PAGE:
Harsco Corporation (HSC) CEO Nick Grasberger on Q4 2019 Results – Earnings Call Transcript

Harsco Corporation (NYSE:HSC) Q4 2019 Earnings Conference Call February 21, 2020 9:00 AM ET

Company Participants

Dave Martin – VP, IR

Nick Grasberger – Chairman & CEO

Pete Minan – SVP & CFO

Conference Call Participants

Chris Howe – Barrington Research

Jeff Hammond – KeyBanc Capital Markets

Rob Brown – Lake Street Capital


Good morning. My name is Stephanie and I will be your conference facilitator. At this time, I would like to welcome everyone to the Harsco Corporation Fourth Quarter Release Conference Call.

All lines have been placed on mute to avoid any background noise. After the speakers’ remarks, there will be a question-and-answer period. [Operator Instructions] Also, this teleconference presentation and accompanying webcast made on behalf of Harsco Corporation are subject to copyright by Harsco Corporation and all rights are reserved. Harsco Corporation will be recording this conference. No other recordings or redistributions of this teleconference by any other party are permitted without the expressed written consent of Harsco Corporation. Your participation indicates your agreement.

I would now like to introduce Dave Martin of the Harsco Corporation. Mr. Martin, you may begin your conference.

Dave Martin

Thank you, Stephanie, and good morning, everyone joining us. I’m Dave Martin, Vice President of IR for Harsco. With me today is Nick Grasberger, our Chairman and Chief Executive Officer; and Pete Minan, Harsco’s Senior Vice President and CFO. This morning, we will discuss our results for the fourth quarter and the full year as well as our outlook for 2020. We’ll then take your questions.

Before our presentation, however, let me mention a few items. First, our quarterly earnings release as well as the slide presentation for this call are available on our website. Second, we will make statements today that are considered forward-looking with the meaning of the Federal Securities Laws. These statements are based on our current knowledge and expectations, and are subject to certain risks and uncertainties that may cause the actual results to differ materially from these forward-looking statements. For a discussion of such risk factors and uncertainties, see the Risk Factors section in our 10-K. The company undertakes no obligation to revise or update any forward-looking statement.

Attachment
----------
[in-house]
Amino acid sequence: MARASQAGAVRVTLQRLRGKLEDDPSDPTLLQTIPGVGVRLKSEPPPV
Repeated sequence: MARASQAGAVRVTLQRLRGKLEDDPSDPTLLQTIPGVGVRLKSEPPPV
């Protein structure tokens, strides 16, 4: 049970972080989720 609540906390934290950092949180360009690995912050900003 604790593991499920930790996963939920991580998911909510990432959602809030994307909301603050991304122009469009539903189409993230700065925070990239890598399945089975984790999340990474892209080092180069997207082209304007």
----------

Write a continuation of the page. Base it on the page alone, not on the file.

Lastly, on this call, we may refer to adjusted financial results that are considered non-GAAP for SEC reporting purposes. A reconciliation to GAAP results is included in our earnings release today as well as the slide presentation.

Now, I’ll turn the call over to Nick to begin his remarks.

Nick Grasberger

Thank you, Dave, and good morning, everyone. Our results for the fourth quarter were consistent with our previous guidance and Pete will provide additional color in a few minutes. My comments will focus primarily on our outlook for this year and I will also reinforce a few of the key messages related to our planned acquisition of the Environmental Solutions business or ESOL from Stericycle.

For 2020, on a consolidated basis, we expect revenue and EBITDA to grow by mid to high single digits with the strongest growth in Rail followed by Clean Earth and Harsco Environmental or HE. Our guidance does reflect a cautious stance on the potential effect of the coronavirus outbreak on our HE and Rail businesses, even though we have yet to experience any meaningful direct impact.

I’ll make a few comments on each segment. First, Harsco Environmental, our Q4 results reflected the weakest conditions across our steel industry customers in the last four years. Volume was down nearly 10% year-over-year and capacity utilization declined to 72.5%, the lowest figure since Q4 of 2015. Nevertheless, on a full-year basis, the impact of new contracts and cost reduction measures enable the HE to hold revenues and profits about equal to 2018 and once again deliver double-digit profit margins.